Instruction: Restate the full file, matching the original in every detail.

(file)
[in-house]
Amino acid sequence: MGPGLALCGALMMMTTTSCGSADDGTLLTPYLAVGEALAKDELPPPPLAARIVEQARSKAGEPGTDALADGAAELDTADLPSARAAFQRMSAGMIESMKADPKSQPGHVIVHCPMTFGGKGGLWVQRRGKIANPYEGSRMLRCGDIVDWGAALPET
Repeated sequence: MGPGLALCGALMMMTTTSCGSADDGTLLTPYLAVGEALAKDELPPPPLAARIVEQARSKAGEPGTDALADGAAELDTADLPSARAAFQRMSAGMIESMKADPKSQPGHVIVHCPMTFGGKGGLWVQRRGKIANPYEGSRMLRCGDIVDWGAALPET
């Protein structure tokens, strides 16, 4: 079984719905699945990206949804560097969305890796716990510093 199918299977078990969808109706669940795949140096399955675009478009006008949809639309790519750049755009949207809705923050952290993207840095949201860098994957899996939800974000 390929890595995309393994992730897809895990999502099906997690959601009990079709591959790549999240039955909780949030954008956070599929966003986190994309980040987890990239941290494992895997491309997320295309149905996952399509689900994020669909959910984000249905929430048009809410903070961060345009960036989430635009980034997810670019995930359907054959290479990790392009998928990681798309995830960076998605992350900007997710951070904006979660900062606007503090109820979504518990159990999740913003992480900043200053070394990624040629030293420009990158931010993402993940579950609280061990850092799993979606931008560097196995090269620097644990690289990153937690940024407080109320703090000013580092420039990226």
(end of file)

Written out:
[in-house]
Amino acid sequence: MGPGLALCGALMMMTTTSCGSADDGTLLTPYLAVGEALAKDELPPPPLAARIVEQARSKAGEPGTDALADGAAELDTADLPSARAAFQRMSAGMIESMKADPKSQPGHVIVHCPMTFGGKGGLWVQRRGKIANPYEGSRMLRCGDIVDWGAALPET
Repeated sequence: MGPGLALCGALMMMTTTSCGSADDGTLLTPYLAVGEALAKDELPPPPLAARIVEQARSKAGEPGTDALADGAAELDTADLPSARAAFQRMSAGMIESMKADPKSQPGHVIVHCPMTFGGKGGLWVQRRGKIANPYEGSRMLRCGDIVDWGAALPET
């Protein structure tokens, strides 16, 4: 079984719905699945990206949804560097969305890796716990510093 199918299977078990969808109706669940795949140096399955675009478009006008949809639309790519750049755009949207809705923050952290993207840095949201860098994957899996939800974000 390929890595995309393994992730897809895990999502099906997690959601009990079709591959790549999240039955909780949030954008956070599929966003986190994309980040987890990239941290494992895997491309997320295309149905996952399509689900994020669909959910984000249905929430048009809410903070961060345009960036989430635009980034997810670019995930359907054959290479990790392009998928990681798309995830960076998605992350900007997710951070904006979660900062606007503090109820979504518990159990999740913003992480900043200053070394990624040629030293420009990158931010993402993940579950609280061990850092799993979606931008560097196995090269620097644990690289990153937690940024407080109320703090000013580092420039990226």